Conservationists suffered a defeat today when a federal appeals court rejected a lawsuit seeking to restore a ban on wolf hunting, according to The Associated Press.
The news agency said that since Congress had acted last year to remove wolves from the endangered species list, 500 of the animals had been culled in the Northern Rockies.
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According to the AP, Republican Congressman Mike Simpson of Idaho and Democratic Senator Jon Tester of Montana added a provision to budget legislation last year, declaring that wolves were no longer endangered and could be hunted.
Courts had previously refused to remove wolves from the list even though populations had reached goals for recovery, according to the news agency.
In a lawsuit, wildlife organizations claimed that the new law violated the separation of powers by assuming a role reserved for the courts, according to the AP, which said this had been rejected by the US Ninth Circuit Court of Appeals.
Writing for the bench, Judge Mary Schroeder said Congress had been within its authority when it removed an animal from the endangered species list, the first time lawmakers had ever done so, according to the AP.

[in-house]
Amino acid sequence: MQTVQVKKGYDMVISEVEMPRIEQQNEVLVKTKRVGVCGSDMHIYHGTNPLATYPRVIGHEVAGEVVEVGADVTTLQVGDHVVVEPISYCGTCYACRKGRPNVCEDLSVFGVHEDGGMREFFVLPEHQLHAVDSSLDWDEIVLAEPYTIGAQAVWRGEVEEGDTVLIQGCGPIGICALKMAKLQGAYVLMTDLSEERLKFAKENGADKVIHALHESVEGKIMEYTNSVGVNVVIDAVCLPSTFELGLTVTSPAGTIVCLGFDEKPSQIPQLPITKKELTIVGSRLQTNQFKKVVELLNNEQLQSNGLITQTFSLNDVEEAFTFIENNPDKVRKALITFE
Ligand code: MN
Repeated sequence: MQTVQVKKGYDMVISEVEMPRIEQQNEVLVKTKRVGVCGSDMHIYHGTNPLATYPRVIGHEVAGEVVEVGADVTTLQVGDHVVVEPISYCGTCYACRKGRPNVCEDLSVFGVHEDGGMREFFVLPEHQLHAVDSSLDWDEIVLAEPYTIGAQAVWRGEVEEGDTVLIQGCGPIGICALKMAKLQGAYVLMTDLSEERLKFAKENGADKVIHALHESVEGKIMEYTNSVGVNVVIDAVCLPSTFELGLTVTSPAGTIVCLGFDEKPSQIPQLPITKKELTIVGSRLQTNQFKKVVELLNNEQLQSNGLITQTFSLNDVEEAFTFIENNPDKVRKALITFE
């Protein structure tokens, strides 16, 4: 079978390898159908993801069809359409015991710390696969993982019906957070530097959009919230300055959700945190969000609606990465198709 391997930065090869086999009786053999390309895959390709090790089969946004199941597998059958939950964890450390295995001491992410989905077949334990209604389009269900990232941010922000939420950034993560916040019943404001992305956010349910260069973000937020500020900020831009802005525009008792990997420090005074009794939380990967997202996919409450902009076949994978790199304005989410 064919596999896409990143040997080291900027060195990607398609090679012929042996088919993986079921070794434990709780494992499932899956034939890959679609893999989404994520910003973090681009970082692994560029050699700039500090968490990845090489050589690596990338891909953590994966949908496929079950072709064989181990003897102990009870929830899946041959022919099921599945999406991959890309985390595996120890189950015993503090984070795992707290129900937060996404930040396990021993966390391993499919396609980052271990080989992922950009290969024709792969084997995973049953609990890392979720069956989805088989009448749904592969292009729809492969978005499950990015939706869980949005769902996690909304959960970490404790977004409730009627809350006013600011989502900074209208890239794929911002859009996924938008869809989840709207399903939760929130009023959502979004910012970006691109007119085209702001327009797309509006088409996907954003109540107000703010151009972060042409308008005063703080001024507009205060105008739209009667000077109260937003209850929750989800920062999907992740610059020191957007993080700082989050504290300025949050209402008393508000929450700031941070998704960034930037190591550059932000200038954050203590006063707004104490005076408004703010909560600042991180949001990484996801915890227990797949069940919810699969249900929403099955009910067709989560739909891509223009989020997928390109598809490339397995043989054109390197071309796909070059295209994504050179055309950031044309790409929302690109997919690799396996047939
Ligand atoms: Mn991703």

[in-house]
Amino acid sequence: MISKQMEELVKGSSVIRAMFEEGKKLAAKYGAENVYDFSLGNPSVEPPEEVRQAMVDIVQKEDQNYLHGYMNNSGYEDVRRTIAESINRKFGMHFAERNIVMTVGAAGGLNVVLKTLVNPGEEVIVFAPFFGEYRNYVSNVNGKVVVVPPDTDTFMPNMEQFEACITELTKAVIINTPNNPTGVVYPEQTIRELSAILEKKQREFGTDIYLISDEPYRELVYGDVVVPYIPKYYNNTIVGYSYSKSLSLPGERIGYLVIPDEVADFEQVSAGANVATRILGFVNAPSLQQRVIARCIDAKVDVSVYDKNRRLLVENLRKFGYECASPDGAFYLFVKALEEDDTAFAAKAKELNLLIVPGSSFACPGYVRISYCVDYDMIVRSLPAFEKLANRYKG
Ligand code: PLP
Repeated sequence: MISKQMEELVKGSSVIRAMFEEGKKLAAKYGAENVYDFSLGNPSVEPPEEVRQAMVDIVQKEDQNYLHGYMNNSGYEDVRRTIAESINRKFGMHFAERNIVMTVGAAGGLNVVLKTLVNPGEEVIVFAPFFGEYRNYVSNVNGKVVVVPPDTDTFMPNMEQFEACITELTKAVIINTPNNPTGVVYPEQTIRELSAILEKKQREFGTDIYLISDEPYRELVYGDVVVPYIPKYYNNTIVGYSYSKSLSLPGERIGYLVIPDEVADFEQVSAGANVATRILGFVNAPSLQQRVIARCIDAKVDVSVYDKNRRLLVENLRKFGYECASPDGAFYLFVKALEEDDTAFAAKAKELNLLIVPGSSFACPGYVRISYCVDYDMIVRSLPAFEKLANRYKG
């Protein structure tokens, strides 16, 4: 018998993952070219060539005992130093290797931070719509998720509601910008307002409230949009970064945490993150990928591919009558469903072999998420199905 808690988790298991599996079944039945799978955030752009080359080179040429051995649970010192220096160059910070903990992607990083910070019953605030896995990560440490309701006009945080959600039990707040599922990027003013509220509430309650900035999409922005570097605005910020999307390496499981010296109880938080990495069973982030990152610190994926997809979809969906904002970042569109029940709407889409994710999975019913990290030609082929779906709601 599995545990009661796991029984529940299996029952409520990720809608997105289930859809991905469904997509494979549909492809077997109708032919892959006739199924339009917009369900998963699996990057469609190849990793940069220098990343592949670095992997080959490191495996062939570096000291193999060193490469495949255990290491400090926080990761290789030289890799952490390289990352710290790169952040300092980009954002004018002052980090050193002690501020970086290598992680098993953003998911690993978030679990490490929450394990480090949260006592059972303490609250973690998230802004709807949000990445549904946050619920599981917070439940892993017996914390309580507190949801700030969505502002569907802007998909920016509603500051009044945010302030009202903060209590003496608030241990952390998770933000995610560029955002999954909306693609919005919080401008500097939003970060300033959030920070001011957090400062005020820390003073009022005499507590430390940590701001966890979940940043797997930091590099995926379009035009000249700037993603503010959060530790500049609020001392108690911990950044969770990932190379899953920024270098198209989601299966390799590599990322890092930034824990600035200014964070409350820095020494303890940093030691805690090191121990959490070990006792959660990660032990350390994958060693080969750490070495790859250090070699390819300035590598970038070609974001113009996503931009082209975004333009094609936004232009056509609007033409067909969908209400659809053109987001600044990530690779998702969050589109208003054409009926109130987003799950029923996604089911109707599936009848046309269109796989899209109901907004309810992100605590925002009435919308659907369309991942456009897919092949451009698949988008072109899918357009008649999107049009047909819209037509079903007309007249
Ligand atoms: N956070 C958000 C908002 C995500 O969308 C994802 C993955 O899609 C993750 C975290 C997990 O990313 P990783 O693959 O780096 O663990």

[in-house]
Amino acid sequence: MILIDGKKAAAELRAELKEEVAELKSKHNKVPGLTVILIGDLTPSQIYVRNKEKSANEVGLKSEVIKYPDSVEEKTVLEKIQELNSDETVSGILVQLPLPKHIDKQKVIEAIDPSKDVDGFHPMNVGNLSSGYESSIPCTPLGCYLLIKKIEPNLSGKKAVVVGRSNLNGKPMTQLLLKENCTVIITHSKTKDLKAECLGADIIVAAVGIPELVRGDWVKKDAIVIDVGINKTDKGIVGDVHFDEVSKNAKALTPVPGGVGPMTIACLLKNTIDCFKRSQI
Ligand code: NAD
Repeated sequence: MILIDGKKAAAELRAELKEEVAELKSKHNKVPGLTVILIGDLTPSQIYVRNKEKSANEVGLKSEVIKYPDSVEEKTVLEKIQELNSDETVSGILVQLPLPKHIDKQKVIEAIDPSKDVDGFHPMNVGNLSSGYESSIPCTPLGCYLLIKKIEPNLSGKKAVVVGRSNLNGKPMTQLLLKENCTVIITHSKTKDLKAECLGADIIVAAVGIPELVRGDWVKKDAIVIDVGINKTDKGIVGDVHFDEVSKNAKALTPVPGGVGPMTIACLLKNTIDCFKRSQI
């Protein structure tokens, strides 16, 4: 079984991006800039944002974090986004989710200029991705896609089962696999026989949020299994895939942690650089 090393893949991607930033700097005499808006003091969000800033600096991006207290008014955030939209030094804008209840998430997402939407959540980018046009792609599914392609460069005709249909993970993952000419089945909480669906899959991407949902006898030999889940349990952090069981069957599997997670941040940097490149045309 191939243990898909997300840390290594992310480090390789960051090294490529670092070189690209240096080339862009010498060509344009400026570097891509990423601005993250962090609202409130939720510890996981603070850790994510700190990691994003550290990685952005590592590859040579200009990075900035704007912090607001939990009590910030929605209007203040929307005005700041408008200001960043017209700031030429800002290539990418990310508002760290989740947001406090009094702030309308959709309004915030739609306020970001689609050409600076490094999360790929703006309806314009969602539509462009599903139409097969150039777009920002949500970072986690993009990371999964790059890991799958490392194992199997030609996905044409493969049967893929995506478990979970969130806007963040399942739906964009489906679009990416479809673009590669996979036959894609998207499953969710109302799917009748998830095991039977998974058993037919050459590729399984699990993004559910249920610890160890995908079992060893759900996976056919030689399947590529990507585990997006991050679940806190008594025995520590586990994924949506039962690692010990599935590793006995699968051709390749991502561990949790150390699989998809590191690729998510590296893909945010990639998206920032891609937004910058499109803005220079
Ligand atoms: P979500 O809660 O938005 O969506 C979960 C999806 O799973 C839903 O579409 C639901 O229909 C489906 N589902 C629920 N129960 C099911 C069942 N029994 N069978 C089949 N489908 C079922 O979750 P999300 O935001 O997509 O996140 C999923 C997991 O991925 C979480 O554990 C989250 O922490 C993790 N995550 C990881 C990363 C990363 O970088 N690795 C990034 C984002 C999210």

Simpson was quoted as saying : "This case has made it clear that those who persist in trying to manage wildlife through the courts, in spite of all scientific evidence that this species has recovered, no longer have a defensible position."
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However Michael Robinson of the Center for Biological Diversity, one of the groups that had brought the suit, said an appeal to the US Supreme Court was a possibility.
"We're very disappointed and very saddened," he was quoted as saying. "Hundreds of wolves have been hunted and trapped and snared, and they are essential to their ecosystem."
In a statement, WildEarth Guardians carnivore protection director Wendy Keefover agreed: "We are dismayed with the Court’s decision, which failed to uphold the Constitution, sets a bad precedent, and betrays the American vision for a truly wild West.”
According to the Courthouse News Service, Judge Schroeder wrote: "Here, Congress has directed the agency to issue the rule 'without regard to any other provision of statute or regulation that applies to issuance of such rule.'"
"This court has held that, when congress so directs an agency action, with similar language, Congress has amended the law," her opinion said, according to Courthouse News.